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" For I am become like a bottle in the smoke ; yet do I not forget
thy statutes."— Psalm cxix. ^z.

" For I am become like a bottle in the smoke ; yet do I not forget
thy statutes."— Psalm cxix. ^z.

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Published by: GLENN DALE PEASE on Nov 10, 2013
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THE WINESKIN IN THE SMOKEBY SAMUEL COX" For I am become like a bottle in the smoke ; yet do I not forgetthy statutes."— Psalm cxix. ^z.If any of you are tempted to smile at the homeliness of this figure, or because it is grotesquely vacant of mean-ing for you, the fault is In our translators rather than inyourselves. There is nothing ludicrous in the Original,Jiowever homely it may be ; and, so far from being mean-ingless, it is full of wise and profitable suggestion. Youhave only to note the word by which " bottle " is replacedin the margin — as it ought to be in the text — of ourRevised Version ; you have only to learn, or to remem-ber, that both the connecting particles of the Verse arcvery flexible, and may take several forms without doingviolence to the Hebrew, in order to discharge everyludicrous association from this quaint maxim, and tothrow it into a very sober, wholesome, and suggestiveform. Read it, as two of our greatest Hebraists do(Ewald and Delitzsch), "¦ AltJioiigh I am become as azvineskin hung in the smoke, yet do I not forget thystatutes ; " or, as a possible alternative, read it thus, " ForTHE WINESKIN IN THE SMOKE,I am become as a wineskin in the smoke, because I donot forget thy statutes," and you will no longer betempted to smile at it ; you will begin to see in whatdirection its meanings lie, and that it points yourthoughts to truths of the gravest kind. For, in the firstcase, the allusion is to the fidelity of a good man under
severe pressures of trial and affliction. Though, underthese pressures, he shrinks, and wastes, and blackens likea wineskin hung in the smoke of the chimney fire fordaily use, he still remembers the Divine statutes, whichare at once a promise and a command — "commandmentswith promise ; " he still holds fast his faith in God andduty. In the second case, the allusion is to the secretand reward of this fidelity. For it was a custom of the ancients (Rosenmiiller) to hang skins of wine in thesmoke of a fire for very much the same reason that wesometimes stand a bottle of claret on the hearth, in orderto mellow the wine by a gradual and moderate warmth,and to bring it to an earlier perfection. And in thatcustom the Psalmist finds an illustration of the meaning,and of the mercy, of the afflictions to which he has beenexposed. They have been sent to act on him like thewarm smoke on the wine, to refine, mellow, and ripenhis character ; and because, under them all, he hasrefused to part with his faith in God and duty, becausehe has been true to God and God's statutes, they havehad their intended and proper effect upon him.These are the two main meanings, or suggestions, of this quaint and homely figure. And, of course, if wewere simply sUidying the Word of God, we should haveTHE WINESKIN IN THE SMOKE. 21to choose between them, and to give the palm to thefirst. But as — here at least, in the house of God — weare reading his Word for edification, we may take asmany meanings as the Verse suggests in so far as theyare true and wholesome for us. Let us look, then, atboth these meanings, or suggestions, and mark whatthey have to teach us.I. But, first of all, it will help us to accept and valuehis teaching if we can make out what manner of man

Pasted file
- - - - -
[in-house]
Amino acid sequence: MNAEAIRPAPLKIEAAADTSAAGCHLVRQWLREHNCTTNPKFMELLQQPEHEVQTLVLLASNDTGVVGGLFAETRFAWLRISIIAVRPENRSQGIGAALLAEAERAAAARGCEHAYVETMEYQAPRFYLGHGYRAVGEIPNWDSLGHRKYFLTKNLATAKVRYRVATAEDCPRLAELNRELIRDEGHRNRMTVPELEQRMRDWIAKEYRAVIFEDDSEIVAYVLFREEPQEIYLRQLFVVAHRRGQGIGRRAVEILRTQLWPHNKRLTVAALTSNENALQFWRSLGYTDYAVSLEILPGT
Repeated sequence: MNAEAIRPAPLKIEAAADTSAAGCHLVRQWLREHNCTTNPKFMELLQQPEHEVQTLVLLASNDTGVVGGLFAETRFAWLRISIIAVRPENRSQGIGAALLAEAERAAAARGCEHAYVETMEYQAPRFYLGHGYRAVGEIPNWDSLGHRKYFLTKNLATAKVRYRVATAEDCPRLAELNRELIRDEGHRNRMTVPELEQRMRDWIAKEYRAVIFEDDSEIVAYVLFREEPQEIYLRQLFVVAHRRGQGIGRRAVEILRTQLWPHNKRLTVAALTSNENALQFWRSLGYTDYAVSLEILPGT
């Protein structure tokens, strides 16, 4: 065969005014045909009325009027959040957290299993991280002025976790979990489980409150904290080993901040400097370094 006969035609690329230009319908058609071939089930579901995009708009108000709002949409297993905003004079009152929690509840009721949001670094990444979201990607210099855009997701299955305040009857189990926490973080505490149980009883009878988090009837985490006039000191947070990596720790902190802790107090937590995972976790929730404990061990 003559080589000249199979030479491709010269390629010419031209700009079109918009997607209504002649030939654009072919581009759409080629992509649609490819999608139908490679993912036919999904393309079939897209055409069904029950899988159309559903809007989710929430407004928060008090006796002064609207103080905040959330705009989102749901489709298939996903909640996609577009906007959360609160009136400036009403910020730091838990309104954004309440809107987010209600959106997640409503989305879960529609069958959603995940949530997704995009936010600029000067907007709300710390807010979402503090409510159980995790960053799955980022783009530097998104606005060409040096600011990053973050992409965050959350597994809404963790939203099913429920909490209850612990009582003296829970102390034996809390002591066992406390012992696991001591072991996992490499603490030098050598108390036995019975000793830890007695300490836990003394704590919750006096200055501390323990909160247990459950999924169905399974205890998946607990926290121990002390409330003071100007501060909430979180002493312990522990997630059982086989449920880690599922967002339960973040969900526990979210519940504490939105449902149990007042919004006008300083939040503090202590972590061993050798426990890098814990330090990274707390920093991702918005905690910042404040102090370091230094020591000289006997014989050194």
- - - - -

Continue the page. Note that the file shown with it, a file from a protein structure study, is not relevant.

this was who, as he sat by the hearth of a Hebrewcottage, looked up to the wineskin hanging in the chim-ney, and saw in it a quaint and curious likeness to hisown soul. It is not easy to recover any authentic andindubitable traces of him ; for, so far as we know, wehave no work of his but the Psalm before us ; and inthis Psalm, if we press it too hard or inquire of it toocuriously, his image grows indistinct and evasive, capableof taking many forms. Thus, for instance, one greatscholar is quite sure that he was a young poet, mainlybecause he asks (Verse 9), " Wherewithal shall a youngman keep his path pure ? " and replies, " By walking, withgood heed, according to thy word." While another greatscholar is equally sure that he was " an old and experi-enced saint," mainly because he either asks or exclaims(Verse 84), " How many are the days of thy servant ?"But if instead of thus pressing isolated and dubiousexpressions ; if, instead of curiously inquiring for hisname, or age, or history, we look at the main structureand substance of his Song, and ask what his characterwas, we may reach certain conclusions about him in22 THE WINESKIN IN THE SMOKE.which every scholar, and indeed all men of good sense,will concur.From the complex, elaborate, and artificial structureof the Psalm, for example, we may reasonably infer thathe lived in one of the latest periods of Hebrew literature,when the Jews were groaning under the tyranny of foreign,i,e.^ of Gentile, rulers, who hated " the Hebrew super-stition " almost as much as the Hebrew obstinacy ; andthus we get a valuable glimpse into the larger outwardconditions of his life, which every section of the Psalmverifies and confirms. From the substance and generaltone of the Psalm we cannot err in inferring that he lovedthe Word of God so dearly that he was never weary of 

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